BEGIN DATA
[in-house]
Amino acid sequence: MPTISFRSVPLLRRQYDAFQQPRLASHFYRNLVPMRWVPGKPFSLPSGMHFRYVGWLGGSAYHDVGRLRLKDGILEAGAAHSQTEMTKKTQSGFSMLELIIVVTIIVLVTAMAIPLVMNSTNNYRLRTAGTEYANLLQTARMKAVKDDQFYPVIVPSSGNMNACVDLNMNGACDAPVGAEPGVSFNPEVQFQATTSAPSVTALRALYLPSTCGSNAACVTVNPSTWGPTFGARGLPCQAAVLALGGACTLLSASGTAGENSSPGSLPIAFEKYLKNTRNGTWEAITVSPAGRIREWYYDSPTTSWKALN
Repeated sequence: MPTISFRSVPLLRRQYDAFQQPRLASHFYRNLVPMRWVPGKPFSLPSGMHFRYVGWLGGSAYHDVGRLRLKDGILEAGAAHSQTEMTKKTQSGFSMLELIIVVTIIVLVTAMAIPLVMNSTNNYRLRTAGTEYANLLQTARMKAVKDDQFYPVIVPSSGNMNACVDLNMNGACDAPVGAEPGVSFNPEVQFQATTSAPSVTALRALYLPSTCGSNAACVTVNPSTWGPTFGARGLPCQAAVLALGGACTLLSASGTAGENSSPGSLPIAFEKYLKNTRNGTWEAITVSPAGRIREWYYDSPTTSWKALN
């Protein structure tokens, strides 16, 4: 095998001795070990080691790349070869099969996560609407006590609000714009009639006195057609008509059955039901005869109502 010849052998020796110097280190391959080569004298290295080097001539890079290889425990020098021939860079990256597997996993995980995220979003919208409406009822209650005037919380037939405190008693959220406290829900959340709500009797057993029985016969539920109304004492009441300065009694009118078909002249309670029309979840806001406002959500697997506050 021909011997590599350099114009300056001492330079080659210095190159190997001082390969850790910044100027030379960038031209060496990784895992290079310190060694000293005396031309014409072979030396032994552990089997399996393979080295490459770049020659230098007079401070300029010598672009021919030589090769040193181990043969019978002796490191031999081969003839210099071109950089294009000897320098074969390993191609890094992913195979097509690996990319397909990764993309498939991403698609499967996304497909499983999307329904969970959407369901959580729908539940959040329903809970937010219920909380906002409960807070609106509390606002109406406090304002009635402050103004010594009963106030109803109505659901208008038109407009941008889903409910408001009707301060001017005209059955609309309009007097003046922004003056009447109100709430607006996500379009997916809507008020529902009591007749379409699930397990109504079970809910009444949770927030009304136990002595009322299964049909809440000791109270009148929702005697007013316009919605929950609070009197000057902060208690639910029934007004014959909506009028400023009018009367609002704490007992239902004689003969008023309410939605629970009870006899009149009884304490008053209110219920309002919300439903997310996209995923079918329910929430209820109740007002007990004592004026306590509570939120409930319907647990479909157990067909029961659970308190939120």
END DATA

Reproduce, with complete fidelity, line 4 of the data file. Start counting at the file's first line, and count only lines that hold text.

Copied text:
């Protein structure tokens, strides 16, 4: 095998001795070990080691790349070869099969996560609407006590609000714009009639006195057609008509059955039901005869109502 010849052998020796110097280190391959080569004298290295080097001539890079290889425990020098021939860079990256597997996993995980995220979003919208409406009822209650005037919380037939405190008693959220406290829900959340709500009797057993029985016969539920109304004492009441300065009694009118078909002249309670029309979840806001406002959500697997506050 021909011997590599350099114009300056001492330079080659210095190159190997001082390969850790910044100027030379960038031209060496990784895992290079310190060694000293005396031309014409072979030396032994552990089997399996393979080295490459770049020659230098007079401070300029010598672009021919030589090769040193181990043969019978002796490191031999081969003839210099071109950089294009000897320098074969390993191609890094992913195979097509690996990319397909990764993309498939991403698609499967996304497909499983999307329904969970959407369901959580729908539940959040329903809970937010219920909380906002409960807070609106509390606002109406406090304002009635402050103004010594009963106030109803109505659901208008038109407009941008889903409910408001009707301060001017005209059955609309309009007097003046922004003056009447109100709430607006996500379009997916809507008020529902009591007749379409699930397990109504079970809910009444949770927030009304136990002595009322299964049909809440000791109270009148929702005697007013316009919605929950609070009197000057902060208690639910029934007004014959909506009028400023009018009367609002704490007992239902004689003969008023309410939605629970009870006899009149009884304490008053209110219920309002919300439903997310996209995923079918329910929430209820109740007002007990004592004026306590509570939120409930319907647990479909157990067909029961659970308190939120």